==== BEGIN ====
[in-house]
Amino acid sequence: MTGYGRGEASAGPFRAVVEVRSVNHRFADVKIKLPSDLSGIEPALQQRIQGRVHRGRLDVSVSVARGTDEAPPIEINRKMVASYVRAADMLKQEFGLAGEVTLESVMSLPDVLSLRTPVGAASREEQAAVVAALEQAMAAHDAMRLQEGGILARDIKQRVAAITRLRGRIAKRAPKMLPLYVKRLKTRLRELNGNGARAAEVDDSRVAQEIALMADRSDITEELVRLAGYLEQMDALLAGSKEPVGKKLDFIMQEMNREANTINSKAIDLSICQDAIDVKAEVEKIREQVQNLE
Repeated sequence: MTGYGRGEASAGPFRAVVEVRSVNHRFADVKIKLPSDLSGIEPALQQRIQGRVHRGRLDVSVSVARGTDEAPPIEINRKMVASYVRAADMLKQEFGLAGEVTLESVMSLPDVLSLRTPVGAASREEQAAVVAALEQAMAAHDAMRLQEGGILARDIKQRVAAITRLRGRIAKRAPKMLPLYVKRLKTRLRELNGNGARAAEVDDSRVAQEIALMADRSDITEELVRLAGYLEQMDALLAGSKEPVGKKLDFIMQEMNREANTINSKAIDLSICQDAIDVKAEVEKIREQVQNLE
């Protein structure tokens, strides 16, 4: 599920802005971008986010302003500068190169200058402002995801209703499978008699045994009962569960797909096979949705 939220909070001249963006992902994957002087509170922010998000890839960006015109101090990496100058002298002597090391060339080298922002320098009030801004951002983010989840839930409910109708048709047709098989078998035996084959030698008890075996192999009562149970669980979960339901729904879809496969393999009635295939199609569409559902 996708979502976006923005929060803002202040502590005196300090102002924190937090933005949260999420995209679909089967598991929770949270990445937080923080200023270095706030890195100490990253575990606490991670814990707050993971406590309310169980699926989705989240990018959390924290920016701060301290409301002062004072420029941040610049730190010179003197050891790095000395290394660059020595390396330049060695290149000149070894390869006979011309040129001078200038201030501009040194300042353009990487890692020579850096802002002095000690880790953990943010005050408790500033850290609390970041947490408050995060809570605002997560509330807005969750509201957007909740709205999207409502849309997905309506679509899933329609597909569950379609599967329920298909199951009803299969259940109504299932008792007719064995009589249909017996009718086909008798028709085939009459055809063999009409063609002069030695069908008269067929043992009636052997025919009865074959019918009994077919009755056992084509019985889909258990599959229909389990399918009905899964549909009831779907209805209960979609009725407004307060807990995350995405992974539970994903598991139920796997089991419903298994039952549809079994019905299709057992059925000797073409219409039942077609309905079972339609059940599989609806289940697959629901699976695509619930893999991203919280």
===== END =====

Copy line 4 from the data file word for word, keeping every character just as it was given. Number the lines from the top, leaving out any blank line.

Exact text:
């Protein structure tokens, strides 16, 4: 599920802005971008986010302003500068190169200058402002995801209703499978008699045994009962569960797909096979949705 939220909070001249963006992902994957002087509170922010998000890839960006015109101090990496100058002298002597090391060339080298922002320098009030801004951002983010989840839930409910109708048709047709098989078998035996084959030698008890075996192999009562149970669980979960339901729904879809496969393999009635295939199609569409559902 996708979502976006923005929060803002202040502590005196300090102002924190937090933005949260999420995209679909089967598991929770949270990445937080923080200023270095706030890195100490990253575990606490991670814990707050993971406590309310169980699926989705989240990018959390924290920016701060301290409301002062004072420029941040610049730190010179003197050891790095000395290394660059020595390396330049060695290149000149070894390869006979011309040129001078200038201030501009040194300042353009990487890692020579850096802002002095000690880790953990943010005050408790500033850290609390970041947490408050995060809570605002997560509330807005969750509201957007909740709205999207409502849309997905309506679509899933329609597909569950379609599967329920298909199951009803299969259940109504299932008792007719064995009589249909017996009718086909008798028709085939009459055809063999009409063609002069030695069908008269067929043992009636052997025919009865074959019918009994077919009755056992084509019985889909258990599959229909389990399918009905899964549909009831779907209805209960979609009725407004307060807990995350995405992974539970994903598991139920796997089991419903298994039952549809079994019905299709057992059925000797073409219409039942077609309905079972339609059940599989609806289940697959629901699976695509619930893999991203919280």